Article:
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The Brooklyn Bridge: Brooklyn Paper: How community groups plan to provide a ‘dignified Thanksgiving’ in North Brooklyn


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Amid a holiday season unlike any other in the last century, one North Brooklyn community organization is making sure their neighbors in need have somewhere to get a hot meal on Turkey Day.

The North Brooklyn Angels, in partnership with a bevy of other community groups, will bring 400 meals to those in need this Thanksgiving, the group announced last week. Organizers say the offerings will be a more elevated version of what the Angels usually offer, to allow for a “dignified Thanksgiving” during a challenging time. 

“From the menu, and the way they are being hosted, and treated, and welcomed, ushered through the line, to the way their meal is packed out, it’s all done first quality,” said Paul Samulski, a board member of the North Brooklyn Angels. “We’re doing it one step better.”

The Angels expect to distribute the hundreds of meals through a combination of grab-and-go service out of the Brooklyn Expo Center in Greenpoint, and through deliveries to homebound seniors in Greenpoint, Williamsburg, and Bushwick. During the week leading up to Thanksgiving, the group plans on distributing 1,000 frozen turkeys to local families and over 1,000 meals at their regular food distribution sites across the neighborhood.

Due to changing pandemic-related mandates, the Angels pivoted just two weeks before Turkey Day from planing a socially distanced sit-down dinner at the expo center, to the grab-and-go plan instead.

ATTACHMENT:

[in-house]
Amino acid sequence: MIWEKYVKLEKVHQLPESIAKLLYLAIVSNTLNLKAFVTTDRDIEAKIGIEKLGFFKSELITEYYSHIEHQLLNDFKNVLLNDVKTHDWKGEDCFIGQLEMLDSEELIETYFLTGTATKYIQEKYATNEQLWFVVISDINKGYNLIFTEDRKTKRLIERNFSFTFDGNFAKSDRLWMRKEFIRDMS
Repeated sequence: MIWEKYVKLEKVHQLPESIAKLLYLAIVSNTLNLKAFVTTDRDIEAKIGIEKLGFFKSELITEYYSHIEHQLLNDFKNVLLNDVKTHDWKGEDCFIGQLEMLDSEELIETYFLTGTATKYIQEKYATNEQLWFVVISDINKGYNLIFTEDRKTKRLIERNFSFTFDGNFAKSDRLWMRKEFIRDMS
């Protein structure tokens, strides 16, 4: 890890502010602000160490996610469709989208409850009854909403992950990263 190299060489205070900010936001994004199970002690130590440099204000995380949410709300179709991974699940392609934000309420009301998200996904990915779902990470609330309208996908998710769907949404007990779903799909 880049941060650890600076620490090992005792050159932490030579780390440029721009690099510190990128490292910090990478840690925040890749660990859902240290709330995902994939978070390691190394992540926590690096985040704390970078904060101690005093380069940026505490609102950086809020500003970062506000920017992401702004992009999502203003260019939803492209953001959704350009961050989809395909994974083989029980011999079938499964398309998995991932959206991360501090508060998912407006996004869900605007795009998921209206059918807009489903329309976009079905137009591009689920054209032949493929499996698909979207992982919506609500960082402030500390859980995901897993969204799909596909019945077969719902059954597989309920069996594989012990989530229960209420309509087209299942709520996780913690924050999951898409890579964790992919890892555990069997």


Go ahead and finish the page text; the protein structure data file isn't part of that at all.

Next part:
“We realized there was just no way we could do this and be responsible,” said board member Tatiana Terzuoli.

Some other North Brooklyn organizations were forced to cancel their Thanksgiving initiatives due to the pandemic, and are combining their efforts with the Angels, giving them a volunteer team of over 45 people to help distribute food over the course of the holiday.

Guests who come to the expo center between 11 am and 1 pm on Thanksgiving will first go through a personal protective equipment checkpoint to make sure they are properly masked. They will then line up at one of the two pack-out lines where they will be able to see the meal they will receive being packed into a to-go box before taking it out the door in a paper takeout bag.

Though, the service won’t be the only thing that’s top notch about the give-back, according to Samulski.

“The food is not ‘hey, let’s just make up a meal of what we’ve got laying around,’” he said. “It’s actually prepared by chefs working in a kitchen outside the facility.”

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